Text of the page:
Despite what we have known for a long time about the nutritional risks of cutting out all animal products, many influencers and even polarised medical professionals will deny the need for supplementation on a vegan diet. While the British Dietetic Association agree that a well planned plant based diet can be healthy at every life stage, it is important to acknowledge the difference between thriving and surviving from a nutritional perspective. More often than not, we hear more about what we need to take out of our diets in order to fulfil a criteria and less about what to include. This article will discuss the key nutrients that are harder to source on plant based diets, where to source them and when to consider supplementation.
Vitamin B12 is essential for normal brain function and a healthy nervous system. This is the deficiency we hear about most frequently on plant based diets because there are no naturally occurring plant based sources of B12. Because B12 is so essential to health, our bodies can usually store around 6 months supply of it. This can mean that the effects are not seen until the levels are very low. Symptoms include fatigue, bowel problems, ‘brain fog’ and later, tingling sensations and paranoia. You can’t absorb a lot of B12 all at once so having several portions of foods fortified with B12 or nutritional yeast throughout the day is usually advisable. A tablet or mouth spray would also act as an insurance policy to prevent deficiency.
Iron is essential for healthy red blood cells which carry oxygen around our body. There are lots of plant based sources of iron but we are less able to absorb these efficiently. Eating foods with vitamin C help us to absorb plant sources of iron more effectively so orange juice at breakfast with an iron fortified cereal can be really helpful. Signs of iron deficiency include breathlessness, brittle nails and hair loss.
Vitamin D is essential for healthy bones, teeth and muscle function. When there isn’t adequate sunlight or spend lots of time indoors, we need to get plenty of vitamin D from our diet. Aside from sun exposed mushrooms and fortified foods, vitamin D doesn’t occur in a vegan diet. Most people benefit from a supplement in winter months and vegans should prioritise this.
Calcium occurs in plant based foods but is usually bound to another compound that makes it difficult to absorb. People on vegan diets typically have lower bone mineral density than meat eaters which increases the risk of fractures. It is therefore vital to ensure that calcium intake is optimised either through fortified foods or a supplement.
Zinc is an essential nutrient for almost all the vital functions in your body because of the key role in protein formation. This means that DNA, collagen and essential immune functions can’t happen without adequate zinc. Although there is zinc in plant foods, it is much harder for our bodies to absorb. Fermented soya, whole grains and nuts are the best vegan sources.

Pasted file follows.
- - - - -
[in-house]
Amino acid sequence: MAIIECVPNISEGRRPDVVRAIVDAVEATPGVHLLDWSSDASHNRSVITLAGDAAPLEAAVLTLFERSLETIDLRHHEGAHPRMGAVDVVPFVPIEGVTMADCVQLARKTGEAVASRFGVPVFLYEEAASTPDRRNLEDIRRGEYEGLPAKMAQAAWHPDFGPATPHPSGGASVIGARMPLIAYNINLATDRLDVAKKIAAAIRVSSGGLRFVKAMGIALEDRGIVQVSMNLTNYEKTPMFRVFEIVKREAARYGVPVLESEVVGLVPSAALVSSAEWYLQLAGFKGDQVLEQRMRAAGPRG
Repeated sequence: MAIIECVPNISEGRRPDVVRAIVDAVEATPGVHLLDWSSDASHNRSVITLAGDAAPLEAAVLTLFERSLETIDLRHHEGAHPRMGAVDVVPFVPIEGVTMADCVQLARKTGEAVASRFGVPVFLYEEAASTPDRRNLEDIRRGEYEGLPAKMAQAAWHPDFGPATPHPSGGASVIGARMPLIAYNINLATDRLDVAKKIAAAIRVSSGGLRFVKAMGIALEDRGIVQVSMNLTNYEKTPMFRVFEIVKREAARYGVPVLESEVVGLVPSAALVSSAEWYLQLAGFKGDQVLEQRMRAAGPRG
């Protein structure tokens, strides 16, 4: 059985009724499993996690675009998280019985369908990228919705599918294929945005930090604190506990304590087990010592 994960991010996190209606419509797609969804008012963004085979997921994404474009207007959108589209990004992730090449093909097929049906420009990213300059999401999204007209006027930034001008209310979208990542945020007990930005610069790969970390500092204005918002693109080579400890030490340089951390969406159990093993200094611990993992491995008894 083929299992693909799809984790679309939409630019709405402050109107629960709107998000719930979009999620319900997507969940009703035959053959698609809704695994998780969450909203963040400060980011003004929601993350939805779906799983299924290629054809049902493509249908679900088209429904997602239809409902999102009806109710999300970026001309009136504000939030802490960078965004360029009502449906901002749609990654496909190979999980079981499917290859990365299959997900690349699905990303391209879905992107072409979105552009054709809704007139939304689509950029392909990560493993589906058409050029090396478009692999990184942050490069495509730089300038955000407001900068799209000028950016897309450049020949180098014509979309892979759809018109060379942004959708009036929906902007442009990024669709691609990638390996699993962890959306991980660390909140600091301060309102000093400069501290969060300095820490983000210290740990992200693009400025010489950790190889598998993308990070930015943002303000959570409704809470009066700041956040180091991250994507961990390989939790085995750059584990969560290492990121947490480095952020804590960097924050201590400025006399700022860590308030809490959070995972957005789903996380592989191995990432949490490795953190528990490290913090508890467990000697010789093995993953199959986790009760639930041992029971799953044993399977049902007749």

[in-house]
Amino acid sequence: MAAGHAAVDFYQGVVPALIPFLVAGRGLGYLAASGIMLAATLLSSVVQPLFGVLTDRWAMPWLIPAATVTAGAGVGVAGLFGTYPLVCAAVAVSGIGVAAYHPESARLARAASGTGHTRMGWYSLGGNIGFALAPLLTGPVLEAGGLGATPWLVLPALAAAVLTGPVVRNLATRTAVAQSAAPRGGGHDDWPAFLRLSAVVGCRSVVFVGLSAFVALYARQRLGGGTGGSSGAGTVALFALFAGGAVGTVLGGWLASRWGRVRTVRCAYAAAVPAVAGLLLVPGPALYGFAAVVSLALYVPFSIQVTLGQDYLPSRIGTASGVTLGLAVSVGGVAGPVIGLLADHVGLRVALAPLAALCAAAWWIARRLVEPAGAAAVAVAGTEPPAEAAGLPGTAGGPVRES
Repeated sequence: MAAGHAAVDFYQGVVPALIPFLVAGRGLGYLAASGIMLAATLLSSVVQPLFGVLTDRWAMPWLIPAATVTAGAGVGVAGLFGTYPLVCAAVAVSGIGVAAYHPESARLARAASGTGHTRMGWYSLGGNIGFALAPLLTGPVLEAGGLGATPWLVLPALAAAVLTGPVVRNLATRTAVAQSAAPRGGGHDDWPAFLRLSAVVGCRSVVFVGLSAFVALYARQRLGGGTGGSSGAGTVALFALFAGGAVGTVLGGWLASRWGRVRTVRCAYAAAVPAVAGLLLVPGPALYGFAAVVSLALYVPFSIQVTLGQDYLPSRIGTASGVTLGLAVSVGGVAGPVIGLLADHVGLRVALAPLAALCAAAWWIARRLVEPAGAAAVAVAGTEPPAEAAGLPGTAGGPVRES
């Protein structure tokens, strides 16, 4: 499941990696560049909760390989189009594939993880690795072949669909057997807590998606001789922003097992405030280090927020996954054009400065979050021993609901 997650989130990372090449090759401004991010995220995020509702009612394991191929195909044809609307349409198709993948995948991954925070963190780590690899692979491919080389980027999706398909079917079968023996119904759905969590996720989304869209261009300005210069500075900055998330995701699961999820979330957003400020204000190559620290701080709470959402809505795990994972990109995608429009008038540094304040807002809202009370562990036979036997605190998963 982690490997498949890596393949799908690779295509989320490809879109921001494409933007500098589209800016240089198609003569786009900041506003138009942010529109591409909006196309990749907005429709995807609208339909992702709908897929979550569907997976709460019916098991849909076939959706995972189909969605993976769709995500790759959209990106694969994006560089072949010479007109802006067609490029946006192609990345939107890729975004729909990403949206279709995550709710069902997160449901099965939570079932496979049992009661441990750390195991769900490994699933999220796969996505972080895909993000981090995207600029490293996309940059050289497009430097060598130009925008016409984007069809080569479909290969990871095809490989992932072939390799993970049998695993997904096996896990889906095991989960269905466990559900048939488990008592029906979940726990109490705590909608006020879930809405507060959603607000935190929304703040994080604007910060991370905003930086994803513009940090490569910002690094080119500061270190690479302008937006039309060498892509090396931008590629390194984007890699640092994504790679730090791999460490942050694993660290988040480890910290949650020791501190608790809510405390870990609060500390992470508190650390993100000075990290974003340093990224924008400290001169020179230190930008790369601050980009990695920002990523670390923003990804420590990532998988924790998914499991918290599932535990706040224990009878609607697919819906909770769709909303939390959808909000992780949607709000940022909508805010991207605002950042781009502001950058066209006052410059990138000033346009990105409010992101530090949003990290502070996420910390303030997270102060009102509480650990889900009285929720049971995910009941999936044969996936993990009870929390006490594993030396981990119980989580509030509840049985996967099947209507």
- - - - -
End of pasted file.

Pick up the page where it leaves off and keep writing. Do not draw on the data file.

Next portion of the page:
Iodine is required to regulate our metabolic rate through thyroid function and is essential for fertility. Iodine mainly comes from dairy and fish. Some plants grown in iodine rich soil can be good sources but this is unreliable. An iodine supplement or plenty of iodine fortified foods is advisable.
Protein is easily available from plant sources but getting enough individual amino acids can be harder. It is essential to combine pulses and grains on a daily basis to get the balance of all the essential proteins right and ensuring a varied diet is key. If you replace protein sources with carbs like jack fruit or quinoa, you won’t get the full compliment of proteins that are required for optimum health.
Lastly, essential fatty acids are vital to consider. Our brains and cardiovascular systems require the fatty acids DHA (Docosahexaenoic acid) and EPA (Eicosapentaenoic acid). DHA is responsible for the structure of our brain and EPA is key for healthy blood flow. These would usually come from meat, fish or eggs but they are only available from algae supplements on a vegan diet. Whilst our bodies can convert some EPA and DHA from other fats, this will not be in adequate amounts to optimise brain and heart function so algae oil supplements is recommended on a vegan diet.
Overall, a heavily fortified vegan diet may meet all nutritional needs. That being said, this can mean a reliance on what might be considered ‘processed foods’ which is often juxtaposed from the motivation of many vegans. For this reason, supplementation becomes a useful safety net from deficiency and to support optimum function. Anyone lacking energy, focus, struggling with bowel function, or low mood, with hair loss or disruption to skin, vision or immune function on a vegan diet needs to seek professional advice on supplementation to prevent further complications.